In the heat of the afternoon sun, as Jay Clarke is playing on court at the Pune Challenger, a solitary figure sits in the empty stands copiously taking down notes. The sounds of the tennis balls and match officials are periodically broken by cheers of ‘Come on Jay’ and ‘Good point Jay’ from the 21-year-old’s coach.

But what makes this sight unusual on the ATP Challenger circuit is the fact that his coach is a woman, his sister Yasmin Clarke, who is a former player herself. The 29-year-old is one of his coaches, along with brother Curtis, 25, and their father Earol.

At a time when female coaches are not the norm even on the women’s tour, a woman with a bulky kitbag and a coach’s notebook is rare. But for the Clarkes, this is just the way they have played. Their father coached all three siblings on tour before Yasmin – the first tennis player in the family – and Curtis took up the mantle for Jay, the youngest and already the most successful. She has accompanied him throughout his junior career and now takes turns with Curtis as his travelling coach.

“I’ve always only had my family coach me since I started playing. So it’s always weird for me when someone else on the outside comes in and says stuff. Obviously, no one wants better for you than your brother and your sister. Everything they say is really genuine,” Jay told at the Pune Challenger.

For the Derby natives, tennis started as a fun activity at the local club before developing into a family business that has now seen Jay become one of the top-ranked players in Britain.

“Our father was very sporty, he played basketball for Great Britain as a junior, he ran at English school level and we are a big cricket family as well, so sport was just in our blood.

“He encouraged us because we live 100 meters away from a tennis club growing up. We went down there just for fun, our cousins were there as well. So that’s how we all started in that and then it just kind of snowballed into what it is now,” Yasmin recounted.

Yasmin (a career-best rank of 532) and Curtis (career-best 1518) went on to play pro tennis but could not make the cut. She stopped early because of injuries and a bad ACL problem while their brother didn’t make the top 1000. But it was their combined effort that helped Jay breakthrough.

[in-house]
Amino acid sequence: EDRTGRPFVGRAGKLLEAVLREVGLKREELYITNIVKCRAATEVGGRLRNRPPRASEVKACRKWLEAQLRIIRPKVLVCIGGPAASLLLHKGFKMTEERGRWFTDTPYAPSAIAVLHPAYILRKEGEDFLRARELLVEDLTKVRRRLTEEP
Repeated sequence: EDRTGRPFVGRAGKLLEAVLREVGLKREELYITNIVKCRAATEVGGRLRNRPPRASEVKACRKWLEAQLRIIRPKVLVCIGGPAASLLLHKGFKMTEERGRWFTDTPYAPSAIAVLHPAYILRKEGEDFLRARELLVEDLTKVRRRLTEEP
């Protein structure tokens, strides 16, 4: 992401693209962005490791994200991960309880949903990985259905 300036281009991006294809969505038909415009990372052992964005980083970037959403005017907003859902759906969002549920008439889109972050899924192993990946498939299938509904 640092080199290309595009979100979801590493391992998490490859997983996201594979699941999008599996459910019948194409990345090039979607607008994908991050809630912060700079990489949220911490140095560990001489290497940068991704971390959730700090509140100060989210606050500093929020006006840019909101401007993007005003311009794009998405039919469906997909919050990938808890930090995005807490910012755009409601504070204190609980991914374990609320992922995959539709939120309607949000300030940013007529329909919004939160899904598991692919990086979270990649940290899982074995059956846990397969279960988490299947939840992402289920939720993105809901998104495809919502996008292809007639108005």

The 21-year-old has a career-best of 153 but is the fifth-highest ranked Brit on the ATP Tour, made his Grand Slam debut at Wimbledon via wildcard and played Roger Federer on Centre Court. He also reached the mixed doubles semi-final with Harriet Dart in 2018 and partnered Coco Gauff in 2019.

The conversation shifts to female coaches and Yasmin admits she would not have been one had the pupil not been her brother.

“I do think women can bring something else to it but at the moment, you’ve got 80-90% of men coaching on the women’s tour too and until that changes, it will be very difficult to change on the other side,” she explained.

The subject of women coaching male players was brought into the limelight by another Brit, when Andy Murray got Amelie Mauresmo on board and later revealed the flak she got because of her gender. The Clarkes have a unique perspective on this.

“I think being brought by his mom Judy, he looks at someone for their content and character rather than are whether they male or female,” said Yasmin.

“Even Lucas Pouille has hired Mauresmo and Conchita Martinez was the captain of Spain’s Davis Cup team. There are a few but very rare,” added Jay.

“But they have won Grand Slams so I guess they got to prove themselves first, the rest of us will just follow,” replied his sister.

The other big upside of having your sister as coach, especially at the end of a hard season, is the small comforts it brings in the lonely grind of second-tier tennis.

“It helps a lot, I never feel like I’m really away from home. So I always have someone there and that I think that’s important especially in the five-six week trips. If it is not going great, it’s very easy to get down on yourself but I always have my brother or my sister with me so it’s very relaxing. I know a lot of players who travel alone or even with a coach, but it is not the same because you don’t have that relationship,” Jay explained.

However, Yasmin – who is with him this week because Curtis is at a training programme in UK – is clear that she would not look at coaching anyone else on tour anytime soon.

“I coach a small club in Derby where I live but probably not on tour… I’m not too fussed about traveling. I think I spent a long time doing it myself. I do like four or five weeks here, I pick the nice weeks. I’ll go to Grand Slams if he makes it there,” she laughed.

Speaking of Slams, one of the highlights of their sport-loving family was Jay playing Federer at Wimbledon this year. The youngster went down in straight sets. But not before pushing the eight-time champion to one tiebreak.

“Being British, Wimbledon was massive. Winning my first match there gave me a lot of belief. It was nice to play Federer in the second round though because sometimes when you get a wildcard, draw him in the first round and get annihilated, you almost feel like you don’t belong. But because I actually got in and was in the second round, I felt that my game was there. I was playing really good tennis on grass so maybe if I didn’t play him, I could have actually gone ahead,” Jay said.

For the Clarke clan, it was a dream come true.

“When Jay was growing up, Federer was in his prime. So it’s one of those things where we always spoke about, when are going to get to play Federer or Nadal and if you don’t get there soon enough, you know, he is going to go. But then playing against him was pretty special,” Yasmin added.